Analyst: Fed will have “no choice” with rate cuts

The U.S. Federal Reserve continues to remove liquidity from the financial system to fight inflation, reversing years of COVID-19-era money printing.

While interest rate hikes look set to continue declining in scope, some now believe that the Fed will soon have only one option — to halt the process altogether.

“Why the Fed will have no choice but to cut or risk a catastrophic debt crisis,” Sven Henrich, founder of NorthmanTrader, summarized on Jan. 27.

“Higher for longer is a fantasy not rooted in math reality.”

Henrich uploaded a chart showing interest payments on current U.S. government expenditure, now hurtling toward $1 trillion a year.

A dizzying number, the interest comes from U.S. government debt being over $31 trillion, with the Fed printing trillions of dollars since March 2020. Since then, interest payments have increased by 42%, Henrich noted.

The phenomenon has not gone unnoticed elsewhere in crypto circles. Popular Twitter account Wall Street Silver compared the interest payments as a portion of U.S. tax revenue.

“US paid $853 Billion in Interest for $31 Trillion Debt in 2022; More than Defense Budget in 2023. If the Fed keeps rates at these levels (or higher) we will be at $1.2 trillion to $1.5 trillion in interest paid on the debt,” it wrote.

“The US govt collects about $4.9 trillion in taxes.”
Interest rates on U.S. government debt chart (screenshot). Source: Wall Street Silver/ Twitter

Such a scenario might be music to the ears of those with significant Bitcoin exposure. Periods of “easy” liquidity have corresponded with increased appetite for risk assets across the mainstream investment world.

The Fed’s unwinding of that policy accompanied Bitcoin’s 2022 bear market, and a “pivot” in interest rate hikes is thus seen by many as the first sign of the “good” times returning.

Crypto pain before pleasure?

Not everyone, however, agrees that the impact on risk assets, including crypto, will be all-out positive prior to that.

Related: Bitcoin ‘so bullish’ at $23K as analyst reveals new BTC price metrics

As Cointelegraph reported, ex-BitMEX CEO Arthur Hayes believes that chaos will come first, tanking Bitcoin and altcoins to new lows before any sort of long-term renaissance kicks in.

If the Fed faces a complete lack of options to avoid a meltdown, Hayes believes that the damage will have already been done before QT gives way to quantitative easing.

“This scenario is less ideal because it would mean that everyone who is buying risky assets now would be in store for massive drawdowns in performance. 2023 could be just as bad as 2022 until the Fed pivots,” he wrote in a blog post this month.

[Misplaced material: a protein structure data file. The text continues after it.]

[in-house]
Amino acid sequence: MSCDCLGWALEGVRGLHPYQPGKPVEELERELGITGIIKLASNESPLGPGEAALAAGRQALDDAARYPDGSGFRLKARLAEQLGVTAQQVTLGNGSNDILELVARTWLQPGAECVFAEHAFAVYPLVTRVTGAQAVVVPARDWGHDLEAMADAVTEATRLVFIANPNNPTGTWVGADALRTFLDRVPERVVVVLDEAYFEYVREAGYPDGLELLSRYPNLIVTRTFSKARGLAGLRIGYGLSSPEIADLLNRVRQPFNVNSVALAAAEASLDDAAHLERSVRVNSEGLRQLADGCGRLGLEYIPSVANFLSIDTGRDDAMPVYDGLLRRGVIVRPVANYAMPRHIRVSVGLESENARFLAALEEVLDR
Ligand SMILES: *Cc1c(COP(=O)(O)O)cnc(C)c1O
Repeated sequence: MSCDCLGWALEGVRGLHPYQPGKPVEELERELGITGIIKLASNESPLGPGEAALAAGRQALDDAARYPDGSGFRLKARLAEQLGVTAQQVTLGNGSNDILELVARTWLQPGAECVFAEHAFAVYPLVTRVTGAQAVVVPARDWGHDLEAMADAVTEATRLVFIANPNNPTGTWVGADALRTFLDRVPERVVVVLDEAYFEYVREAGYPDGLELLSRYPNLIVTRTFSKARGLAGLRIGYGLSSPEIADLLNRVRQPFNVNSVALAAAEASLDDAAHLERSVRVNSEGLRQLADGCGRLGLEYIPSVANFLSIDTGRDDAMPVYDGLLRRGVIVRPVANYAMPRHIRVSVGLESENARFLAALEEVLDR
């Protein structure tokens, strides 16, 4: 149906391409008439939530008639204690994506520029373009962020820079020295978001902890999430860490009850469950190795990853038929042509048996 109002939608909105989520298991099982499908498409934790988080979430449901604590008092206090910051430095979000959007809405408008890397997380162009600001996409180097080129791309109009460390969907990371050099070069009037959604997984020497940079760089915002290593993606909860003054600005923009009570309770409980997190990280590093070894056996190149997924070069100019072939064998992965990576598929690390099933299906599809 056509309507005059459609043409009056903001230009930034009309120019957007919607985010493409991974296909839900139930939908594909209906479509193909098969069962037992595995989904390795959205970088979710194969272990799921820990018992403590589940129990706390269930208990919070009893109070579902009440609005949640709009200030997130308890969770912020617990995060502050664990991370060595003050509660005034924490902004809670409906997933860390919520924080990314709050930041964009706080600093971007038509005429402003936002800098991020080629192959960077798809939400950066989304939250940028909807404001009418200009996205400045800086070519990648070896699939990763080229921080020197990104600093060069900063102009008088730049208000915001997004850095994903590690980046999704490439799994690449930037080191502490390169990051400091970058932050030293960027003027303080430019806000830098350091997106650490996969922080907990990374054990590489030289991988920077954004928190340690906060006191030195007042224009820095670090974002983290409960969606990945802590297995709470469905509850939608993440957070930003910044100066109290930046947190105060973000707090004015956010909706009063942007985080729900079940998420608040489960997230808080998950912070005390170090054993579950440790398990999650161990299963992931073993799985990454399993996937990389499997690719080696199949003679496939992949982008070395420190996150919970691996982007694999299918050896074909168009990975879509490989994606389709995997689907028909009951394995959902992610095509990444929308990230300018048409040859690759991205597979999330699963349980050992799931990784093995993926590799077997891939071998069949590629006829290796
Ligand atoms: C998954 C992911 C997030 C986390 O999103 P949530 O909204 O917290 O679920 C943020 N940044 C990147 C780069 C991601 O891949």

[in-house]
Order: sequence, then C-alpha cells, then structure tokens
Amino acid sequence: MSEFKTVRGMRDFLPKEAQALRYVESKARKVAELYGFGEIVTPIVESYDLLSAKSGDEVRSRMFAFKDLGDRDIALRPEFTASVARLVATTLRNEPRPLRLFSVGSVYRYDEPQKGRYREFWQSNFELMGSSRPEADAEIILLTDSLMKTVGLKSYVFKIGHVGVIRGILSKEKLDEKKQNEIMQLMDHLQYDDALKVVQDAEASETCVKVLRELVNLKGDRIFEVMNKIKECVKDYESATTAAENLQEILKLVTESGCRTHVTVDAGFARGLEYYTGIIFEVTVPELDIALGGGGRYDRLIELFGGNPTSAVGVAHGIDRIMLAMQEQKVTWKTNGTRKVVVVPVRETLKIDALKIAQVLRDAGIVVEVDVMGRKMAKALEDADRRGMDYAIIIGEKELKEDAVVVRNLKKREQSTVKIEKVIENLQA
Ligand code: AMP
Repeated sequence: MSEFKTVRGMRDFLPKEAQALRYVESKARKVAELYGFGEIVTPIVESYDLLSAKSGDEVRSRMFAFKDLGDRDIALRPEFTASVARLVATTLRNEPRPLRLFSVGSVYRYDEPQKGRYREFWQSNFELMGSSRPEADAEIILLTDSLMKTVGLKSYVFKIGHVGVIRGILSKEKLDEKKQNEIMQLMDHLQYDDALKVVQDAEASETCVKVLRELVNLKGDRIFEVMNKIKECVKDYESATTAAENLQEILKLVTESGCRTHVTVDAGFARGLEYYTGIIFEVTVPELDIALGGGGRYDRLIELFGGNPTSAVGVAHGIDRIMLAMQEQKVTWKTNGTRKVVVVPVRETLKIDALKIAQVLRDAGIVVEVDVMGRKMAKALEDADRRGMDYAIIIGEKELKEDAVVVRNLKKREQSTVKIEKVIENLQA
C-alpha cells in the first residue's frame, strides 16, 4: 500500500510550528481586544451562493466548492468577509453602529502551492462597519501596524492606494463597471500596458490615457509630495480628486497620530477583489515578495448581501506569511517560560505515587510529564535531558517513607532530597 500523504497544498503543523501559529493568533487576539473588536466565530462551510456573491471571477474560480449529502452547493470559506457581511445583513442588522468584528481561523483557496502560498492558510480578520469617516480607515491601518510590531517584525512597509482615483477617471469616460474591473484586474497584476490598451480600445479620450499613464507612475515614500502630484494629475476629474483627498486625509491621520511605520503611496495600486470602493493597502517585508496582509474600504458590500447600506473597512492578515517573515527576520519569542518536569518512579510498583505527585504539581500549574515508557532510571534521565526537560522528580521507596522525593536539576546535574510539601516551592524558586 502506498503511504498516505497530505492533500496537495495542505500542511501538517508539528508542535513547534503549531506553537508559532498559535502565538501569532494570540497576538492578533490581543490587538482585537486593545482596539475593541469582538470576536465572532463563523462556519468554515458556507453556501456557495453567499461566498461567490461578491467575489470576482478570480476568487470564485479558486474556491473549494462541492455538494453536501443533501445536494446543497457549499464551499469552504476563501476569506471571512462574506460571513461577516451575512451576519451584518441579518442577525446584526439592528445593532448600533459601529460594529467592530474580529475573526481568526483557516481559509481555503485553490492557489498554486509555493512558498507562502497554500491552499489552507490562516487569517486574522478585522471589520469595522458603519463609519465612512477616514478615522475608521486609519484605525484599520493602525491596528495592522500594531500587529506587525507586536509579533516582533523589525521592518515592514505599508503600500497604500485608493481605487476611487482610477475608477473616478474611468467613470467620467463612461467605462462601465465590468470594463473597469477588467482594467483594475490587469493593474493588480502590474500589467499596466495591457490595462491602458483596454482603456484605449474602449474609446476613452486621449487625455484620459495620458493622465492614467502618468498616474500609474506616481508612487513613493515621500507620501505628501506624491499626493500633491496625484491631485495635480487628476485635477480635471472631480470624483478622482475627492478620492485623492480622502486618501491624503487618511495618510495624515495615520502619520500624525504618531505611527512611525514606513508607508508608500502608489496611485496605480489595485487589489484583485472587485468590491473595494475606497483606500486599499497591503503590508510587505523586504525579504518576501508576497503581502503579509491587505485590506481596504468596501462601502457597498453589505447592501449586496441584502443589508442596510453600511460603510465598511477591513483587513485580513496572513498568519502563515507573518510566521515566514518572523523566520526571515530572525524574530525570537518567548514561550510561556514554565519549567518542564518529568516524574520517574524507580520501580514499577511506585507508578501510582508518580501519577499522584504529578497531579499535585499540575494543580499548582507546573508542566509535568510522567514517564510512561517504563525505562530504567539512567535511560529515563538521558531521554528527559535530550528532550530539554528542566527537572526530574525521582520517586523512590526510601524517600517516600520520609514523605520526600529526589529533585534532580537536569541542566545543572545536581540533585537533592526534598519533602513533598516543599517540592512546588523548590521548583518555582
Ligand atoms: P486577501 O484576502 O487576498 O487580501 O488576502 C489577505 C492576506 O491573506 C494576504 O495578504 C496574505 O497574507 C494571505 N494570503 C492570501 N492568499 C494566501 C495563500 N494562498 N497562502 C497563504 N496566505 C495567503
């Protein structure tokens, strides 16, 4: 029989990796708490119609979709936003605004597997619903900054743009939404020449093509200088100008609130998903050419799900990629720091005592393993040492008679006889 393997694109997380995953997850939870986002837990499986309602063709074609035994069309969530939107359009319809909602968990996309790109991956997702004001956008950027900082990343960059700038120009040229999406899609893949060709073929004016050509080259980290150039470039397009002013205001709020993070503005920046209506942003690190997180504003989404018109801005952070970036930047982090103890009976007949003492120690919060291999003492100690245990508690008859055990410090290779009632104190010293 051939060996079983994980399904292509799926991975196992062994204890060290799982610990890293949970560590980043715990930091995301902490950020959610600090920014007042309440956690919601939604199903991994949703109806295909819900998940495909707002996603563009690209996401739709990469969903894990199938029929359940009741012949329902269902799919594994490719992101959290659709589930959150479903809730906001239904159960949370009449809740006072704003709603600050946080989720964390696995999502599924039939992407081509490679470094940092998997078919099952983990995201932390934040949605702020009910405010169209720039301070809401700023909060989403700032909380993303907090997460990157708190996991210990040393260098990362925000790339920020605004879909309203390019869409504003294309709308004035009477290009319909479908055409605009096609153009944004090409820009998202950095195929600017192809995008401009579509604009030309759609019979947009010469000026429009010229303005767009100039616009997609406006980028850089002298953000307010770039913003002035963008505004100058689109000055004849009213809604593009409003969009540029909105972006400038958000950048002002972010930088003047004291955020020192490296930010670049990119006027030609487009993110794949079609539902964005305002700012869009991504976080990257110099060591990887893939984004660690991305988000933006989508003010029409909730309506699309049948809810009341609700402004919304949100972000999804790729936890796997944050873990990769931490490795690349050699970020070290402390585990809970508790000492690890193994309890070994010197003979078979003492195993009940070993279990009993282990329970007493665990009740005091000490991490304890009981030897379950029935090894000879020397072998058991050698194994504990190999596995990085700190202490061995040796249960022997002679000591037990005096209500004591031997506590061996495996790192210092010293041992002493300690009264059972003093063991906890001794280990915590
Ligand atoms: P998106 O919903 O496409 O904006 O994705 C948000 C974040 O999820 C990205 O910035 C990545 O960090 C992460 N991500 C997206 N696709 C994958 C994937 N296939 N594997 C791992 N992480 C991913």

The views, thoughts and opinions expressed here are the authors’ alone and do not necessarily reflect or represent the views and opinions of Cointelegraph.

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Stay Ahead of GDP: 3 Charts to Become a Smarter Trader

When concerns of a recession are front and center, investors tend to pay more attention to the Gross Domestic Product (GDP) report. The Q4 2022 GDP report…

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When concerns of a recession are front and center, investors tend to pay more attention to the Gross Domestic Product (GDP) report. The Q4 2022 GDP report showed the U.S. economy grew by 2.9% in the quarter, and Wall Street wasn't disappointed. The day the report was released, the market closed higher, with the Dow Jones Industrial Average ($DJIA) up 0.61%, the S&P 500 index ($SPX) up 1.1%, and the Nasdaq Composite ($COMPQ) up 1.76%. Consumer Discretionary, Technology, and Energy were the top-performing S&P sectors.

Add to the GDP report strong earnings from Tesla, Inc. (TSLA) and a mega announcement from Chevron Corp. (CVX)—raising dividends and a $75 billion buyback round—and you get a strong day in the stock markets.

Why is the GDP Report Important?

If a country's GDP is growing faster than expected, it could be a positive indication of economic strength. It means that consumer spending, business investment, and exports, among other factors, are going strong. But the GDP is just one indicator, and one indicator doesn't necessarily tell the whole story. It's a good idea to look at other indicators, such as the unemployment rate, inflation, and consumer sentiment, before making a conclusion.

Inflation appears to be cooling, but the labor market continues to be strong. The Fed has stated in many of its previous meetings that it'll be closely watching the labor market. So that'll be a sticky point as we get close to the next Fed meeting. Consumer spending is also strong, according to the GDP report. But that could have been because of increased auto sales and spending on services such as health care, personal care, and utilities. Retail sales released earlier in January indicated that holiday sales were lower.